- Heroic Sacrifice: In the first timeline (bad ending), he's too angry to keep full control of his power and ends up trapping himself and Brandelis in a haphazard mess of crystal cages. The Who's Who also notes that whenever there is great and immediate danger, his first reaction is to put himself between said danger and Reynn, although this usually doesn't go through.
- Hot-Blooded: Likes to jump into dangerous situations, and capturing Mirages without a second thought.
- Idiot Hero: He's prone to mishearing words and going off on tangents, sticking to them even after being informed that they're talking about something else.
- Malaproper: He is this full-stop, to the point of it being a Running Gag. He seems to be aware of it, too; when he's trying to convince Reynn to join him to the Crystal Tower, he stops and asks Tama for the appropriate word to avoid the risk of a conversational derail (although that doesn't stop him from immediately mispronouncing it).Lann: Tama?Tama: I believe the word you're looking for is "preordained."Lann: Right! There's no way all of this could have been preordinated.
- My Greatest Failure: Takes unwittingly letting the vicious Cogna into Grymoire really hard, which is what drives him to do whatever it takes to stop Brandelis, even to the point of inadvertently sealing himself away with him.
- Reused Character Design: Lann's hairstyle is very similar to that of Roxas and Ventus.
- Right for the Wrong Reasons: Deduces that Castle Cornelia is at the top of the city (which is built into a ridiculously steep incline)... by mishearing it as "Casa Cornelius" and assuming that "Casa" means "up".Tama: Well, you've the-got the direction correct, even if the rest of that was completely off the-base.
- Roaring Rampage of Revenge: At the end of Chapter 21, Segwarides and Pellinore are dead... revealing that they had transformed the bodies of Lusse and Rorrik. While Hauyn is struggling to help them, Brandelis descends in a fireball, leaving nothing but scorch marks where they had been. Lann, who is already in My Greatest Failure mode, takes "roaring" to one of the highest peaks of any Final Fantasy protagonist.Lann: No. You... you... are nothing but dust!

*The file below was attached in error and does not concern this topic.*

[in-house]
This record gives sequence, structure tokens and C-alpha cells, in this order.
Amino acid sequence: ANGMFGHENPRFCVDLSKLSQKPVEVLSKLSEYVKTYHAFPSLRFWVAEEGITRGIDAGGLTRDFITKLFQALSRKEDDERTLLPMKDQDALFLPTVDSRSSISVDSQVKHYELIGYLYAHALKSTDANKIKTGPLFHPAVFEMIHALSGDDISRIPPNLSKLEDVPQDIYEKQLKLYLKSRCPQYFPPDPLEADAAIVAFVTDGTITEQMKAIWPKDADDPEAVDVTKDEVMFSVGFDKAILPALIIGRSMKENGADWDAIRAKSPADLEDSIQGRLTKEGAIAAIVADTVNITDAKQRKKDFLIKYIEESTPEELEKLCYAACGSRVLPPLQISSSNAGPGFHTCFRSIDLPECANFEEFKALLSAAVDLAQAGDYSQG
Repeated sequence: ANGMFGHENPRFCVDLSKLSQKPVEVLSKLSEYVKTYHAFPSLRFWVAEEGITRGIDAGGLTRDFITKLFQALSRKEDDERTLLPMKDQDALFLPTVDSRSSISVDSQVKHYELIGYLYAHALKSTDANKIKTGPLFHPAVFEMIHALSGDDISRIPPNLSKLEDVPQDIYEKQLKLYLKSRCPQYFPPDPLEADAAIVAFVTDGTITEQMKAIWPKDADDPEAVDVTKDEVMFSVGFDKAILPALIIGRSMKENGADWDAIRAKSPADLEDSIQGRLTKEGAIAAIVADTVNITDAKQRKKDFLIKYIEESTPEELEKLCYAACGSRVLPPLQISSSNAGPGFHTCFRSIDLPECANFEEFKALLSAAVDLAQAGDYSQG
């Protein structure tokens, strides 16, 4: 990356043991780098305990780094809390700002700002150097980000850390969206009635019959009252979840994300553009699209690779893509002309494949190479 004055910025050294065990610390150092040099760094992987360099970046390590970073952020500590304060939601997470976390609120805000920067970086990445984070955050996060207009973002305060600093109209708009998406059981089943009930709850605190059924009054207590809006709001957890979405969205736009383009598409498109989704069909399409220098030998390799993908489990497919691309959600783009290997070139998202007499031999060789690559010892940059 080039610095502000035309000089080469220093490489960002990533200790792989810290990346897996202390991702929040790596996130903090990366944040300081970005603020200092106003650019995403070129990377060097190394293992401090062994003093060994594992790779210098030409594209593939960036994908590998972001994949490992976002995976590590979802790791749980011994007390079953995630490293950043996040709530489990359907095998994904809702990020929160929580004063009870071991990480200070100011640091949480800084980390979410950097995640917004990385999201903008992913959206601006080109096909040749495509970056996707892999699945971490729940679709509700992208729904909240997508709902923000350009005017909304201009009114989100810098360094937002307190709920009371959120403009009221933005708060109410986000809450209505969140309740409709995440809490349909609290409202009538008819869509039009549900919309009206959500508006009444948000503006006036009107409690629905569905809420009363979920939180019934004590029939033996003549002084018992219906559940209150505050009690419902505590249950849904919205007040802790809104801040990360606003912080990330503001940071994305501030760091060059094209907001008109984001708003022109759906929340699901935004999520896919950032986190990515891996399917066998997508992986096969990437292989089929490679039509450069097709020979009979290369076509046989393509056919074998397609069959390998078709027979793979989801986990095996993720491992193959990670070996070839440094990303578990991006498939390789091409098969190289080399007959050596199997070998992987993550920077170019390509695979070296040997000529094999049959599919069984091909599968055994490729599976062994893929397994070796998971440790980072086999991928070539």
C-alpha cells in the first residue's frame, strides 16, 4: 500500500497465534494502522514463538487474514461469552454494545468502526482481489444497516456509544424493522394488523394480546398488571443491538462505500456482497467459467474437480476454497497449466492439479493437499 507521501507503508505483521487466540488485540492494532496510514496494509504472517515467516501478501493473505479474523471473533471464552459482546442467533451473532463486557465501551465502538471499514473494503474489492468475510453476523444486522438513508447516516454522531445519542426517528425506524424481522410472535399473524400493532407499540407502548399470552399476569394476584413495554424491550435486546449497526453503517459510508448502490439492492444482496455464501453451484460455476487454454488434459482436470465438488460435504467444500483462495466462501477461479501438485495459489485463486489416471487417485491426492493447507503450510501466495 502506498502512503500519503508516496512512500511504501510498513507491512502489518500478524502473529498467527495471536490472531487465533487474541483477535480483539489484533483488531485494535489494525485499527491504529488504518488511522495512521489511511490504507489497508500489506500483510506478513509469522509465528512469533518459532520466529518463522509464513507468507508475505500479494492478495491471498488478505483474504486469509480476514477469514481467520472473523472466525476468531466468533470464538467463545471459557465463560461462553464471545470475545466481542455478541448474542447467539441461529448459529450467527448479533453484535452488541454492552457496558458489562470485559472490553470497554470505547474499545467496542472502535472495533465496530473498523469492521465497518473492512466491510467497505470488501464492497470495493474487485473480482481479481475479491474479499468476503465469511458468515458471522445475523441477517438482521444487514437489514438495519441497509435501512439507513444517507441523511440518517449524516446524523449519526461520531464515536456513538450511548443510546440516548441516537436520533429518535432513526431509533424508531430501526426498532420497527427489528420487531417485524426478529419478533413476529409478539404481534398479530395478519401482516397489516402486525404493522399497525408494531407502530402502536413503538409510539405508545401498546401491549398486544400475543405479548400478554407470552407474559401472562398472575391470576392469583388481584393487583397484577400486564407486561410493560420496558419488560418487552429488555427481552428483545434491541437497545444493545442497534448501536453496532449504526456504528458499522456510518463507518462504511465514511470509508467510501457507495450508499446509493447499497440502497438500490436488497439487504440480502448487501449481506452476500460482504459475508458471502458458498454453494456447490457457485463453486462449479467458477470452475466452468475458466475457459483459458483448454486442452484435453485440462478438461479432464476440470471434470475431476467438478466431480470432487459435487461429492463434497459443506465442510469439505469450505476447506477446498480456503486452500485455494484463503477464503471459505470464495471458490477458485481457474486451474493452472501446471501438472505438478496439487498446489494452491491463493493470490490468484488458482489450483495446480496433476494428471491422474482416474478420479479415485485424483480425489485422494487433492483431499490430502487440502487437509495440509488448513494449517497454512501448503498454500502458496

- Super Mode: When he taps into his latent Architect powers, his gauntlet turns into a massive mechanical arm at least as long as he is tall, with enough power behind it to Punch Parry Brandelis. During the game's events, he only manifests crystal cages in this state, although the flashback after the first fight with Pellinore and Segwarides shows he can create them without it.
- Unusual Euphemism: "What the honk?!"
One of the main protagonists of the story. She, along with her brother Lann, set out into the world of Grymoire without any recollection of their previous memories.
- Aww, Look! They Really Do Love Each Other: Platonic example. For all the snarking she gives her brother, they really do care for one another, as shown when Lann sacrifices himself to seal Brandelis, and she breaks down crying; leading into the second timeline so she and her brother can Set Right What Once Went Wrong and prevent the first ending from happening.
- Boke and Tsukkomi Routine: Per Word of God, she and Lann are intended as this. She's Tsukkomi (straight man) and Lann is Boke (funny man). Though that's not hard to guess.
- Breaking the Fourth Wall: Tries so very hard to avert this trope, and calls out the others when they play it straight.
- Dangerously Short Skirt: Don't expect to see anything underneath it, though; Magic Skirt is in effect.
- Hartman Hips: Has wide hips for her age.
- Heroic BSoD: Does not take Lann sacrificing himself to seal away Brandelis well.
- Knife Nut: Wields a knife in battle.
- Not So Above It All: Occasionally dabbles in Lann and Tama's humor, despite being critical towards them. She even has a few humorous moments herself.
- Ripple Effect-Proof Memory: After Tama sacrifices her lives to reset the timeline, Reynn still remembers the original timeline in which she was a part of the journey and handled the duties that Serafie is now handling in the new timeline. The game is a bit less clear about the whole memory thing after Tama is restored.
- Straight Man: She's the smarter, more focused one to Lann's Wise Guy.
- Unusual Euphemism: At one point calls Lann "full of elixirs".
- Women Are Wiser: She's much smarter than Lann.
- Why Did It Have to Be Snakes?: Is deathly afraid of ghosts and the creepy kind of supernatural.
A little companion that travels around with the heroes. She points out the basics of the game, and tries to help them in their journey.
- Disney Death Later on, she sacrifices all of her nine lives to give the heroes another chance at stopping the Big Bad. Although this results in her complete erasure, the heroes bring her back by adding another soul to her sacrifice. This alters the timeline so that she can regenerate from a lone soul.